27
Mon, May

Does LA Have Adequate Reserves Amidst Labor Agreements and Revenue Shortfall?

LA WATCHDOG

LA WATCHDOG - Does the City of Los Angeles have adequate reserves? NO. 

As a result of budget busting labor agreements and lower than expected revenues, the City tapped the Reserve Fund for $300 million to balance this year’s budget that ends on June 30th. The Reserve Fund now stands at $400 million, an amount equal to 5% of the General Fund budget, its minimum required level. 

While the Proposed Budget for the 2024-25 fiscal year that begins on July 1st is theoretically balanced, there is the high likelihood that it will experience several hiccups that may require the City to rely on the already depleted Reserve Fund. 

For example, does the Proposed Budget provide for raises for the firefighters whose contract expires on June 30th? 

And what about the over-expenditures that the City experiences every year? 

And what if the City steps up to rescue Skid Row Housing Trust now that the $27 million deal with the AIDS Healthcare Foundation has collapsed?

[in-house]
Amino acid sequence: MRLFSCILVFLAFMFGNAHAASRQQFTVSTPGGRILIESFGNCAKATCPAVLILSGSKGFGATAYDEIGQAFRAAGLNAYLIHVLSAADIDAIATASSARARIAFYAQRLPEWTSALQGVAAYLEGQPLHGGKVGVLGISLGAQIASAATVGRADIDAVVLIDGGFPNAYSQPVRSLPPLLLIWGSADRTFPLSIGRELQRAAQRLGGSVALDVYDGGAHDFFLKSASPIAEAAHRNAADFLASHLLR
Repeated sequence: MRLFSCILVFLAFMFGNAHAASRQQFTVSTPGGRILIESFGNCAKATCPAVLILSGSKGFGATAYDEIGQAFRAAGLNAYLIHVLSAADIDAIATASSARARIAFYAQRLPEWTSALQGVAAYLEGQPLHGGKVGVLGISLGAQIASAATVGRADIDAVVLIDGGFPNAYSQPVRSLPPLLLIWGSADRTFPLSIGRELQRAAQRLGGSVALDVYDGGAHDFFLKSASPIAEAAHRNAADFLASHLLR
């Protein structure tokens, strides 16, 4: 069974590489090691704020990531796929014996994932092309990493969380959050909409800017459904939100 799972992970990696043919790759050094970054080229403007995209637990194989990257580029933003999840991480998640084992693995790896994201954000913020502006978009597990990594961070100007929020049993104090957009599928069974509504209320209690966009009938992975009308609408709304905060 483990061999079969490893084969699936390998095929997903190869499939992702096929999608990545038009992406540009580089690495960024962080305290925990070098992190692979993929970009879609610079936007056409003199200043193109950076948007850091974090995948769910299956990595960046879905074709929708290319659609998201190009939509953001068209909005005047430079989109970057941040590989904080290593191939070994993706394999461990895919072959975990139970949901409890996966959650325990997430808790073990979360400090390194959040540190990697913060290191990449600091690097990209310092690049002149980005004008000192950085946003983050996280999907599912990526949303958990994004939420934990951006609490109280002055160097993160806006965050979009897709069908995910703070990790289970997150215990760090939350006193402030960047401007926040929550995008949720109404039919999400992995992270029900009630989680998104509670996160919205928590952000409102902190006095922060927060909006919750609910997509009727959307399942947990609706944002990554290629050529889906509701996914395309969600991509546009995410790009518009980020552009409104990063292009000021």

Or what happens if Liability Claims exceed the budgeted level of $87 million, a low-ball estimate since Liability Claims exceeded $250 million this year, thanks in large part to mismanagement by former City Attorney Mike Feuer. 

And how does the City propose to fund the budget gaps that aggregate $900 million over the next four years when factoring in the impact of new labor agreements in 2008 and 2009? 

And what happens if the growth rate in the City’s seven economically sensitive taxes does not reach the projected level of 4.3%, a questionable assumption given the continuing high level of inflation, the slowdown in the nation’s gross domestic product, and the massive federal deficits? 

There are several short-term alternatives. These include the issuance of 10-Year Judgment Obligation Bonds to fund the excess Liability Claims. The City is planning to increase our Sewer and Solid Waste Recovery Fees by hundreds of millions of dollars that will free up General Fund money that has been supporting these two operations. The City may even rely on the Budget Stabilization Fund for $25 million this year.  

But these are nickel and dime solutions. What is needed is a comprehensive overhaul of the City’s budget and finances and the development of a long-range plan to achieve financial sustainability, beginning with Mayor’s plan to review and analyze the staffing, efficiency, and finances of each City department once the budget is approved. 

And with our depleted Reserve Fund, just imagine the impact on the City’s finances if we experienced real emergency such as an earthquake. 

(Jack Humphreville writes LA Watchdog for CityWatch. He is the President of the DWP Advocacy Committee, the Budget and DWP representative for the Greater Wilshire Neighborhood Council, and a Neighborhood Council Budget Advocate.  He can be reached at:  [email protected].)

 

Get The News In Your Email Inbox Mondays & Thursdays